But because Diamondbacks were so eager to move him, they were ultimately forced to settle for a lesser prospect package than they should have received.
Nearly two years' worth of Justin Upton-related trade rumors came to fruition on Jan. 10 when news emerged that a deal was in place to send the right fielder to the Seattle Mariners. In return, the Diamondbacks would have received top prospect Taijuan Walker, middle infielder Nick Franklin, left-hander Charlie Furbush and future closer Stephen Pryor.
However, Upton invoked the no-trade clause in his contract and blocked the deal with the Mariners, thus setting the stage for last week’s trade with the Braves.
As I mentioned in my post-trade analysis, there’s no denying that the Diamondbacks received a solid crop of prospects in Zeke Spruill, Nick Ahmed and Brandon Drury. But unlike the young players that they would have acquired from the Mariners, none are sure-fire major leaguers. Between those three players, only Spruill, a right-hander, has experience at Double-A or above.
The deal with the Mariners would have netted the Diamondbacks two top-75 prospects in Walker, who’s revered as one of the top pitching prospects in the game, and Franklin, a switch-hitting middle infielder capable of reaching the major leagues in 2013. They also would have acquired Stephen Pryor, a right-hander who touches triple digits and has the makings of a future closer.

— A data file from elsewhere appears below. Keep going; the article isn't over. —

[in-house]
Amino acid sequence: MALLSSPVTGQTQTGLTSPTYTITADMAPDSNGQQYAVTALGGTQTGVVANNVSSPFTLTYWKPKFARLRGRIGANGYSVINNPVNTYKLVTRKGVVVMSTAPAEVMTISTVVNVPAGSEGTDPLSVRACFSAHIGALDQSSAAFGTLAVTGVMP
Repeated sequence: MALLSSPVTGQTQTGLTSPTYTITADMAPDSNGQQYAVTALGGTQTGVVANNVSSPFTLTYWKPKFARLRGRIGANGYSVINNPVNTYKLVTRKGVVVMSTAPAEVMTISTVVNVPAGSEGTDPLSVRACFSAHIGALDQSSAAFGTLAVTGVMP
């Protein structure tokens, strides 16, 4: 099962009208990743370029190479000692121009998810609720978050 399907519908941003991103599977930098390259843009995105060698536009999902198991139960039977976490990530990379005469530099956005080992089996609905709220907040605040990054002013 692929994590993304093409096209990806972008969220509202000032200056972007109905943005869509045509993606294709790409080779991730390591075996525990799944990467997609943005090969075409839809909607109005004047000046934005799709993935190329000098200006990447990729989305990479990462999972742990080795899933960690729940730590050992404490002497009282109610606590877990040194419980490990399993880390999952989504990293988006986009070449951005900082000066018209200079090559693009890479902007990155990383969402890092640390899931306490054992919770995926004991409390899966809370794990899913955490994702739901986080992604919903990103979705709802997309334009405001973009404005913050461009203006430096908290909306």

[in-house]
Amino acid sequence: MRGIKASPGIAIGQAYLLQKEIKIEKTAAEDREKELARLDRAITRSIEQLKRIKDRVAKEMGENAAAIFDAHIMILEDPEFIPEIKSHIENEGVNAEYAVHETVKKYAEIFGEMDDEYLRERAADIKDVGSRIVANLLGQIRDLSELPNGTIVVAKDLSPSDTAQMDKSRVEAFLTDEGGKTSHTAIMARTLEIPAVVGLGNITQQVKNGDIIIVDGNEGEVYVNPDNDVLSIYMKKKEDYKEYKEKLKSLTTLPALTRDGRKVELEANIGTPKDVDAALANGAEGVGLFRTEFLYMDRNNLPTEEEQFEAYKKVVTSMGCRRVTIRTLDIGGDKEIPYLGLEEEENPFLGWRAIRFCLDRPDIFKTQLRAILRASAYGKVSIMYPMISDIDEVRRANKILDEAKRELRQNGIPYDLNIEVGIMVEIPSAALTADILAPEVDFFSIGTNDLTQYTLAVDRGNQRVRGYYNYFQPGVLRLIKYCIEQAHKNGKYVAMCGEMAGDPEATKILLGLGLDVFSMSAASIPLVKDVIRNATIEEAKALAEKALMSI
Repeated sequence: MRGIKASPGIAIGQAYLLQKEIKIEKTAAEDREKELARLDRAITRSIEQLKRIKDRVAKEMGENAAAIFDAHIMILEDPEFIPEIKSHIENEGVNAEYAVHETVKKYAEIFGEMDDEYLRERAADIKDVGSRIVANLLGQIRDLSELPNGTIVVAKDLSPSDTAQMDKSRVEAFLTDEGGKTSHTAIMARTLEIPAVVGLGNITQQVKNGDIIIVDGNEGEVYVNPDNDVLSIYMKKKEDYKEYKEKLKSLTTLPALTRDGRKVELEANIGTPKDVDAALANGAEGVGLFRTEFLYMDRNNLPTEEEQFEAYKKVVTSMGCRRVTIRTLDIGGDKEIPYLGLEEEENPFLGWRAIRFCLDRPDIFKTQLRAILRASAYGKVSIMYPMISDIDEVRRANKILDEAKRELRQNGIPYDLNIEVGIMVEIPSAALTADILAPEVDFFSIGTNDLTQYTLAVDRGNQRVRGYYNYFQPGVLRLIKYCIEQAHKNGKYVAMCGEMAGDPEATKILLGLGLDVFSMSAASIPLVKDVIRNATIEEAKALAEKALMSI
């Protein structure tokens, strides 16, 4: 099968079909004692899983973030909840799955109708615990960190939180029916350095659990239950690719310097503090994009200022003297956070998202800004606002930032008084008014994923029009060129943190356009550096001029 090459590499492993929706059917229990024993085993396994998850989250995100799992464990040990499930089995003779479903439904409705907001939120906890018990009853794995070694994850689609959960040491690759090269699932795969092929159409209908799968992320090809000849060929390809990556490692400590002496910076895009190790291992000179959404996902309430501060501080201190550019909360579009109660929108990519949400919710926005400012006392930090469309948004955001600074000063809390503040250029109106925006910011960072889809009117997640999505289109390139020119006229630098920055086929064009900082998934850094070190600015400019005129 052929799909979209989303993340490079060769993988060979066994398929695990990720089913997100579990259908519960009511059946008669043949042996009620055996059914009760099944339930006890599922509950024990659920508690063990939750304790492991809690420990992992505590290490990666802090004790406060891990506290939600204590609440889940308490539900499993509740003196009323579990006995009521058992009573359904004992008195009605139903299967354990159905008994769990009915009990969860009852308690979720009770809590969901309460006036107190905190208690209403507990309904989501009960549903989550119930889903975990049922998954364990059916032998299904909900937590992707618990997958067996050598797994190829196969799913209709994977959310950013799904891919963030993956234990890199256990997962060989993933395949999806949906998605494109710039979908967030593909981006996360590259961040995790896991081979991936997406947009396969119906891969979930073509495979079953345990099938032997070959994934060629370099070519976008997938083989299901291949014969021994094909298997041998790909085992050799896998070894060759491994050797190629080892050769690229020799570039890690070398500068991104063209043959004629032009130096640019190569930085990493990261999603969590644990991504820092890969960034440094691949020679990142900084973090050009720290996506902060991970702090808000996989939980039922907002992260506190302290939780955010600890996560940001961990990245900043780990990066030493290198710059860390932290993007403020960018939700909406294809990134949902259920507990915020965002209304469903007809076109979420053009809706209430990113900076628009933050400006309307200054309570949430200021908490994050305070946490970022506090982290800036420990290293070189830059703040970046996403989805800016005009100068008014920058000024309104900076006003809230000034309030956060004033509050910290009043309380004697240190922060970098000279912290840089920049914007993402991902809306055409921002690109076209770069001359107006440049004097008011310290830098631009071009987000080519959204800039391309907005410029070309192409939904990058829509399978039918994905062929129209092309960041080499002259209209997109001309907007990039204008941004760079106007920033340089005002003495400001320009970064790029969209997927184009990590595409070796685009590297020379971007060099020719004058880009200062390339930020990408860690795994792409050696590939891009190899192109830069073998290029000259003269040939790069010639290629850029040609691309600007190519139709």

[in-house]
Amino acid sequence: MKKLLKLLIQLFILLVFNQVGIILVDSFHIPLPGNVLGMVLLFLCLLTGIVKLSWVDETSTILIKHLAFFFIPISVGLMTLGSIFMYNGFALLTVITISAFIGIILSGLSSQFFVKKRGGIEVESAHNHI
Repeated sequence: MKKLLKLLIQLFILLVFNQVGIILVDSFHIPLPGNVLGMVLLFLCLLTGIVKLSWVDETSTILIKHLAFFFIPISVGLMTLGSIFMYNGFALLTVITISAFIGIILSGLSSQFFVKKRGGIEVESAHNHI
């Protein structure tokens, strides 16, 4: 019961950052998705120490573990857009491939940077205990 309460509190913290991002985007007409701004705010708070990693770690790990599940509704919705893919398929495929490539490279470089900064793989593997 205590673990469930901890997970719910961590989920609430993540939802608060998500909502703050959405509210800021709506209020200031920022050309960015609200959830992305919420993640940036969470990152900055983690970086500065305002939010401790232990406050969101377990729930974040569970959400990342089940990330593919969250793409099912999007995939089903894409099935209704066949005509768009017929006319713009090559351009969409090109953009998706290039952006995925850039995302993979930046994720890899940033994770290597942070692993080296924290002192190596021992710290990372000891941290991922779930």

Did the Diamondbacks receive too little for Justin Upton?
Considering their return from the Braves, it’s surprising that the Diamondbacks didn’t push for a deal with the Rangers—even after acquiring their much-needed young shortstop, Didi Gregorius, in another blockbuster deal last month.
In theory, they still could have potentially landed a combination of left-hander Martin Perez and third baseman Mike Olt, and perhaps even right-hander Cody Buckel or shortstop Leury Garcia. While Olt and Perez both reached the major leagues last season, Buckel or Garcia are within two years of the major leagues.
Had the Diamondbacks not acquired two major leaguers in Martin Prado and Randall Delgado, then the trade would represent one of the more lopsided deals in recent memory.
At the same time, there’s still the potential for it to be remembered as such. Upton has one of the highest ceilings among all players aged-25 and under, and trading a player of that caliber at such a young age, for whatever reason, is always difficult to justify.